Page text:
"You know, John, I would come with you if you were US Marshals. But you are not," Esquelle said in a conversational tone.
The two men stared at her in disbelief. Back-lit by the street lamp they could see only the outline of her shapely form. But the neon-red glow of the Marriott sign over the parking garage entrance caused her wolf-like eyes to glitter. Before either man could speak, Esquelle continued in the same casual tone.
"I was wondering if Johnathan McDonald ever married his sweetheart Miriam Chase from Lexington High School….?"
"Merde," Jacques whispered to himself. (Shit!) He started forward; he was too late.
John looked like he'd been punched. And then, he was.
As the lightning flashed again, Esquelle lunged forward. Her right elbow strike, a crochet hook, caught him just under his nose. The cartilage crackled and the blow sent his head back, exposing his throat. Esquelle pivoted. She was now to John's left almost facing the other direction. From this position, her left hand lashed backward in a direct bras arrière, a crossing blow to his larynx. John fell backward. The back of his head slammed against the curb.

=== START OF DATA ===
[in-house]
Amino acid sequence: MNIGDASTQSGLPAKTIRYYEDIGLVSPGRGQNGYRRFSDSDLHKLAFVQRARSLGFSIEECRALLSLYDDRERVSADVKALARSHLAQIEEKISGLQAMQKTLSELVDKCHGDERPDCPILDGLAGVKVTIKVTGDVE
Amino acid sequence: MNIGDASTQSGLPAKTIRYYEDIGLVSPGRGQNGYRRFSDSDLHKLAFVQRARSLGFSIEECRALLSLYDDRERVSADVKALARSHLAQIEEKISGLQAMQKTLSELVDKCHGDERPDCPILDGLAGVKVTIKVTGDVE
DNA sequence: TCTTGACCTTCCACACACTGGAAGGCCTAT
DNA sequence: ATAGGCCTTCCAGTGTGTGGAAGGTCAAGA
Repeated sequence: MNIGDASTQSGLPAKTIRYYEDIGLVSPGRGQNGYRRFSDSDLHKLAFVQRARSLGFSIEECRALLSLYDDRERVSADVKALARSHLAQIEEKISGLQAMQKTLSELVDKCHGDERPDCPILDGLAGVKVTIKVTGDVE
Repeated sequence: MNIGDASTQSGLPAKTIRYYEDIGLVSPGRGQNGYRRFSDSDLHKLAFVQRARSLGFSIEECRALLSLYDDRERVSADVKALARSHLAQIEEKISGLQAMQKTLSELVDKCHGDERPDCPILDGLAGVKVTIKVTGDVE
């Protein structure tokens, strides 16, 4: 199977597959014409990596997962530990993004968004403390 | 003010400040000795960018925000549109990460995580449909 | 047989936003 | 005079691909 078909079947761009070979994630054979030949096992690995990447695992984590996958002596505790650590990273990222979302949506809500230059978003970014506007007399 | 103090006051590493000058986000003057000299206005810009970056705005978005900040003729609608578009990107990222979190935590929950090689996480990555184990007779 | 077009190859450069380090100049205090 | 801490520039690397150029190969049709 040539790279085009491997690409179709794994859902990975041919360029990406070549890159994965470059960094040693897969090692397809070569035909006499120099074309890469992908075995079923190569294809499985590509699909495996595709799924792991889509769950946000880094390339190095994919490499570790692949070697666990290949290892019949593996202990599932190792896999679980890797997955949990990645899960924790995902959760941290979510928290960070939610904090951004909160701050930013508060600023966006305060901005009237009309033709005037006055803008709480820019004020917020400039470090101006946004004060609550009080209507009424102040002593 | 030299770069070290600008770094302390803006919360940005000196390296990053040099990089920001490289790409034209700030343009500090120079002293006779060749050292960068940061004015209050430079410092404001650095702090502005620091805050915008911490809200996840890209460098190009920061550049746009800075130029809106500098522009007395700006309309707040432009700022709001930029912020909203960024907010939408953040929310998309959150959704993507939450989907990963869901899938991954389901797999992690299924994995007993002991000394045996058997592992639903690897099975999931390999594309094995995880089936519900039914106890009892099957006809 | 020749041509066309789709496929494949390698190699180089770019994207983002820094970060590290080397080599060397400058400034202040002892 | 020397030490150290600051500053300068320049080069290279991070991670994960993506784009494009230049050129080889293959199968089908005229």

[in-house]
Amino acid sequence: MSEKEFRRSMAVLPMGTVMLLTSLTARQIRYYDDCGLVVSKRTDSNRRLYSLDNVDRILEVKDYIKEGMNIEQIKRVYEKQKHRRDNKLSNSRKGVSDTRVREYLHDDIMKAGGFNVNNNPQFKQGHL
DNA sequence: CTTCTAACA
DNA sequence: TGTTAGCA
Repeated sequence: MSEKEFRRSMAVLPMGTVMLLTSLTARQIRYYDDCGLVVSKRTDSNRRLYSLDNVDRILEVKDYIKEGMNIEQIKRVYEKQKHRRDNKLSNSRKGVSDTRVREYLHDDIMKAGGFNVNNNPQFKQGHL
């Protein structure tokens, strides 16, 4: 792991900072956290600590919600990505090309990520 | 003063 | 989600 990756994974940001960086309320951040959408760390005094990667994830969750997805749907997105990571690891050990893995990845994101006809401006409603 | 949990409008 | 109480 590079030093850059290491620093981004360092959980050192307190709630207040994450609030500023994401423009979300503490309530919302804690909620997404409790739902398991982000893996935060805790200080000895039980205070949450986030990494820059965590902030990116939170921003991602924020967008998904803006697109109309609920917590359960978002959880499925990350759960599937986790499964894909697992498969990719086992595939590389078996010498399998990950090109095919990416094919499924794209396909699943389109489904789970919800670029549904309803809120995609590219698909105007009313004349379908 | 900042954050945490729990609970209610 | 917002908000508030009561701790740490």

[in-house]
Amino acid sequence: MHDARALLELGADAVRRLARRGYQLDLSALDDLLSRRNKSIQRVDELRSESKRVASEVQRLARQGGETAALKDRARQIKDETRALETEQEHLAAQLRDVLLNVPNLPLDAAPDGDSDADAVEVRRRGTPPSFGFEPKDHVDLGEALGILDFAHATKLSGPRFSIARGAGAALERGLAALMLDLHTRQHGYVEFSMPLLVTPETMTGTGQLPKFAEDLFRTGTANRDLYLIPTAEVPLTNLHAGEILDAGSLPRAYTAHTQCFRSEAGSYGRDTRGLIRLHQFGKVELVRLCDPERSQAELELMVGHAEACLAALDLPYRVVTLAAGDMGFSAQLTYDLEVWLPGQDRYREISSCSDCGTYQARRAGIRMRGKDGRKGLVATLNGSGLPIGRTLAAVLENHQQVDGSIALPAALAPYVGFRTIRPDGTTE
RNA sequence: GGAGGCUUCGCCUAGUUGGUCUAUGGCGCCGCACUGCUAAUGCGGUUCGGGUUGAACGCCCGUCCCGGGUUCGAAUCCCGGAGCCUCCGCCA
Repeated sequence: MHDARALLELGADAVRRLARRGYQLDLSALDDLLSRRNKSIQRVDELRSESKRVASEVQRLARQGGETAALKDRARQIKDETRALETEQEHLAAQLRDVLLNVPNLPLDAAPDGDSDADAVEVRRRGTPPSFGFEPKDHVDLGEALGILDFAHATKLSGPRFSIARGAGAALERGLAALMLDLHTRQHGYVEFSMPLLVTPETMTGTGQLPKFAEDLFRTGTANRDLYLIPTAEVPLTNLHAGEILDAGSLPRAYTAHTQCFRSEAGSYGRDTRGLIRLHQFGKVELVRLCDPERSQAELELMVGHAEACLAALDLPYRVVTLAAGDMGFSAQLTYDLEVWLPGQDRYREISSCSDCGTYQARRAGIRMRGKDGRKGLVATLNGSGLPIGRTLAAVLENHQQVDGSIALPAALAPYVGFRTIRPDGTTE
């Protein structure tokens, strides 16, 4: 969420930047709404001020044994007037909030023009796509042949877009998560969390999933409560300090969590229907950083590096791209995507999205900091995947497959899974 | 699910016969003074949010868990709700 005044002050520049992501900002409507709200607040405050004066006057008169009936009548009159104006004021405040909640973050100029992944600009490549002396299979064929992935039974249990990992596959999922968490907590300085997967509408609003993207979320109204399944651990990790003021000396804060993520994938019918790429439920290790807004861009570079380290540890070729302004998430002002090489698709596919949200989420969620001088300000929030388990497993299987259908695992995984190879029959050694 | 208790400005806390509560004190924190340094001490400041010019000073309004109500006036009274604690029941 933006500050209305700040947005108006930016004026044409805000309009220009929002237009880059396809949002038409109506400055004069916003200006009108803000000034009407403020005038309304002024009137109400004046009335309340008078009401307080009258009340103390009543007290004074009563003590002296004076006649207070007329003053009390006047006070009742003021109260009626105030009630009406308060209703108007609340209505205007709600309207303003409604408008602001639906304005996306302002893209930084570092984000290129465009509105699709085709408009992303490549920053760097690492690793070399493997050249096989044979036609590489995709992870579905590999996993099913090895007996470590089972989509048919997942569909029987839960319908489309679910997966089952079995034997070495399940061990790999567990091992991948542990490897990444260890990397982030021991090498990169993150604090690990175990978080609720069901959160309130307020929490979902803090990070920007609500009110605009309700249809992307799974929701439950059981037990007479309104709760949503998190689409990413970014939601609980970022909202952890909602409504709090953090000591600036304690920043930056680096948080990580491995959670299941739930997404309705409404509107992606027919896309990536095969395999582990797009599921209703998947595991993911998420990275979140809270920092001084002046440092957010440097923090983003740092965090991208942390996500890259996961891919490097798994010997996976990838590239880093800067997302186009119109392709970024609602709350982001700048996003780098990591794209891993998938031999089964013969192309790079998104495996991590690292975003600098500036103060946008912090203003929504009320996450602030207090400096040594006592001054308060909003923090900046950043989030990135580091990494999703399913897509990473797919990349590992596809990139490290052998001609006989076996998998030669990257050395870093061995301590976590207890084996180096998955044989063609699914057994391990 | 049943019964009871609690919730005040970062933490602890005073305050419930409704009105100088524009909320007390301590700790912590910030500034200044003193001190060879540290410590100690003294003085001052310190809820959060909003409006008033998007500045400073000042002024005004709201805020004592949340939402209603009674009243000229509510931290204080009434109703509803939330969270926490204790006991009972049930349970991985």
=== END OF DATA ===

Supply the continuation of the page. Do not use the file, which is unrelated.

Phil turned toward her as Esquelle turned toward him. He made the mistake of going for his gun. Struggling with his holstered Glock he was totally unprepared for the coup de pied bas front-kick that cracked his left shin bone. He screamed and went down on his good knee. Esquelle's right foot snapped forward. The medium chasse front-kick drove the heel of her Doc Martens shoe directly into his solar plexus. He, too, fell backward, gasping for air. Then, he fainted.
Fly: Gulp! I get the point. Thank you, Joe. We look forward to getting our handz on the four bookz. Keep writing and keep enlightening uz with your imagination.
Joe: No problem! And thanks, Fly, for your interest.
Live & love,
For more Author Interviewz & Book Reviewz, check out Earth.
Bookz featuring me:
An Enlightened Fly
The Fly That Followed Me
Kalki Evian - The Ring of Khaoriphea
Malay A. Upadhyay
Gilbert Literary Agency